Traveling time would go up by a factor of 5, I guess. But space would not be an issue. You'd be able to walk around or sleep. England to Europe would be fine.
Fuel efficiency would be in its favor. If the top surface were solar cells, you could have a daylight only ship with minimal fuel costs.
The question is whether the cost of the ships will be low enough to make travel cheaper. (Crew costs will go up by most of the factor of 5) How long will they last compared to a jet? What are the maintenance costs?
Re: Scary and unbelievable
They weren't ahead of the curve in 2002, they were years behind. Newton, Palm Pilot, etc.
Wasn't there some sort of EU project in the 90s which resulted in various designs that never happened like the Acorn Newspad?
I always assumed that MS just took several years longer than everyone else and decided to try and sell it anyway.
Re: Apple and Nokia...
Note: Series 40 isn't Symbian.
Interesting that they had to hack iPhones, rather than just asking for spyware to be pushed to the device. Perhaps Jobs resisted playing this.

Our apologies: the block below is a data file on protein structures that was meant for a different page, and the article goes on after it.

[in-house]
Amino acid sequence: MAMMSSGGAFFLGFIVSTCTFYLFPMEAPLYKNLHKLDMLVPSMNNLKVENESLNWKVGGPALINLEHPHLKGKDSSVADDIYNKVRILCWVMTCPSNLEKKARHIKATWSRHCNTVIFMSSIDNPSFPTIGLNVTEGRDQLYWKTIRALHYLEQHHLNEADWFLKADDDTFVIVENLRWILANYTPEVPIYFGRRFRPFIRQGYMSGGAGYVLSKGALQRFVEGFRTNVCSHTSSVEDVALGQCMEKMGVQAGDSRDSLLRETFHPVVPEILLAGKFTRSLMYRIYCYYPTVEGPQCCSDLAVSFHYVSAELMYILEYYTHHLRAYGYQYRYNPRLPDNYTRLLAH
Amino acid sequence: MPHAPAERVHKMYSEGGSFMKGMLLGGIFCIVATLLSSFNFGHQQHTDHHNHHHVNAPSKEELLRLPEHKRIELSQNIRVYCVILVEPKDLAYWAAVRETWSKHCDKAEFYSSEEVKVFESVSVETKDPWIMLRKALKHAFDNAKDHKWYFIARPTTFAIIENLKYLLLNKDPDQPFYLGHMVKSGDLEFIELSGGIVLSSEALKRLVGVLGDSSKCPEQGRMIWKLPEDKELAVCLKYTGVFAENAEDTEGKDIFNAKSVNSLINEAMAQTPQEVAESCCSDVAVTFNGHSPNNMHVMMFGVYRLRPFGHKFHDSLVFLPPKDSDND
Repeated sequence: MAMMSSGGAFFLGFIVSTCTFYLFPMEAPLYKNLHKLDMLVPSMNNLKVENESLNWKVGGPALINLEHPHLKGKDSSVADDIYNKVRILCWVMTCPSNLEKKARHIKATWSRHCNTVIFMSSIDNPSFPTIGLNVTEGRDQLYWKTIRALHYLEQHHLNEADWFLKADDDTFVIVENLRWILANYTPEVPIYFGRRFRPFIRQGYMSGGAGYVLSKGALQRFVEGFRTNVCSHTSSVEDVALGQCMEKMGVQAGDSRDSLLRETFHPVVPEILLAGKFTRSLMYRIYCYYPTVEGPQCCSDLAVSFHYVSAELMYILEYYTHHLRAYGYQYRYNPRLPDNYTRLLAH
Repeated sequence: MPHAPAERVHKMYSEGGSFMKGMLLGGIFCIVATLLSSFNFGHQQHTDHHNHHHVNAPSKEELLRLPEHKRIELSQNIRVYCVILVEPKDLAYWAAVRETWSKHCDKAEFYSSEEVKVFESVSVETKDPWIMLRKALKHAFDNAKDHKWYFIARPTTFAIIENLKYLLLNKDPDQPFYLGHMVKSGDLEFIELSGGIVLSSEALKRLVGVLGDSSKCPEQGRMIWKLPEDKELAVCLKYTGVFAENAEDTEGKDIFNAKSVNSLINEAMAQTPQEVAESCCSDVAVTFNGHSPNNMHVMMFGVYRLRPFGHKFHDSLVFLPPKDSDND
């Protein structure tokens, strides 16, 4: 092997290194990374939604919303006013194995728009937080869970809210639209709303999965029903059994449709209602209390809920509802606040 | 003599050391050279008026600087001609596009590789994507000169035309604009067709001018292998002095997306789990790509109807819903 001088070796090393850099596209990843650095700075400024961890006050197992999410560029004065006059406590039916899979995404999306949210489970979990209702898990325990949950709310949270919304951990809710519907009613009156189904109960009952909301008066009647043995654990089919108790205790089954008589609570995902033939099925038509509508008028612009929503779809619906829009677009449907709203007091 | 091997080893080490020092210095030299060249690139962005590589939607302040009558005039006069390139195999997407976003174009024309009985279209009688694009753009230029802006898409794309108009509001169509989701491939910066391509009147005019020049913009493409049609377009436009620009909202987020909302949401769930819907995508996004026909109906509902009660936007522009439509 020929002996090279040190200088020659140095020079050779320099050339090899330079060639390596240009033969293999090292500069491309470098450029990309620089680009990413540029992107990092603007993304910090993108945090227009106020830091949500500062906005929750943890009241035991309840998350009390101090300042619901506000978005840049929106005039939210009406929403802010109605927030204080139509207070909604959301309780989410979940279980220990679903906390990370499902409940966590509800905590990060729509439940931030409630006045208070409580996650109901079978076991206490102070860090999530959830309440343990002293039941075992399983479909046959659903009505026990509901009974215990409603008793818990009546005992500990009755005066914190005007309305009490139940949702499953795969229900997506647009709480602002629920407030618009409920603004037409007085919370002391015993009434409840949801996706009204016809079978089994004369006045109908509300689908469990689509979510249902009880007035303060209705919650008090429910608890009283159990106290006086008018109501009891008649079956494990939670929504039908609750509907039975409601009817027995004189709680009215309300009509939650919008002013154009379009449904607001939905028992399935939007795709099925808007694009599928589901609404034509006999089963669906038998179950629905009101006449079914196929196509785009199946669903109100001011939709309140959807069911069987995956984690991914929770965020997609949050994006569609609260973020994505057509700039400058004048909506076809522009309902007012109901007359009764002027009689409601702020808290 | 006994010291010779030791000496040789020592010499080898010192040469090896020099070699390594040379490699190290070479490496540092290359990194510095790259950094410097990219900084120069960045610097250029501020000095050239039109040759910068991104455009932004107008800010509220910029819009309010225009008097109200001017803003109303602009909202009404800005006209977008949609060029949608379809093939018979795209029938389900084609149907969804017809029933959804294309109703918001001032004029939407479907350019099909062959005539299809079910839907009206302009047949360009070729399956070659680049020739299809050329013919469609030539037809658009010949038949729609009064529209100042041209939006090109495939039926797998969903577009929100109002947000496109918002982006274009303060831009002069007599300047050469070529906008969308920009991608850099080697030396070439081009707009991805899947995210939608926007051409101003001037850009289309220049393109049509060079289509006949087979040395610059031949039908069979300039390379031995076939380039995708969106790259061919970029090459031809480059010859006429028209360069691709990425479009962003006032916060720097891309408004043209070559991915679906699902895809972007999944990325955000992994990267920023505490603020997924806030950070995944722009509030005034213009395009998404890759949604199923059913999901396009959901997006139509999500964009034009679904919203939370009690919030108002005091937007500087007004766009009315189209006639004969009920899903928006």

Does anyone believe Google Play or any of the app stores do not have the ability to push out whatever they want? (or are obliged to by the patriot act etc.)
This would make Symbian the safest platform with respect to the NSA, because the servers would not be subject to US law.
If this is correct logic, then it would have been a huge stroke of luck for the NSA that Microsoft paid Nokia a large sum of money to commit commercial suicide and scrap their own smart phone systems. (And of course S40 will now be owned by Microsoft, too)
which are expected to ship in the fall.
I misread that as "which are expected to ship in the fail."
Re: maybe not yet, but WP9 might get closer.
But precedent implies you will be certain to need a new handset to run it. (And it won't run the same software, though tied into only loading from a market, that may be much less relevant)
- It's true, the START MENU is coming BACK to Windows 8, hiss sources
- Pic NASA Mars tank Curiosity rolls on old WET PATCH, sighs, sniffs for life signs
- How UK air traffic control system was caught asleep on the job
- Google embiggens its fat vid pipe Chromecast with TEN new supported apps
- Microsoft: Don't listen to 4chan ... especially the bit about bricking Xbox Ones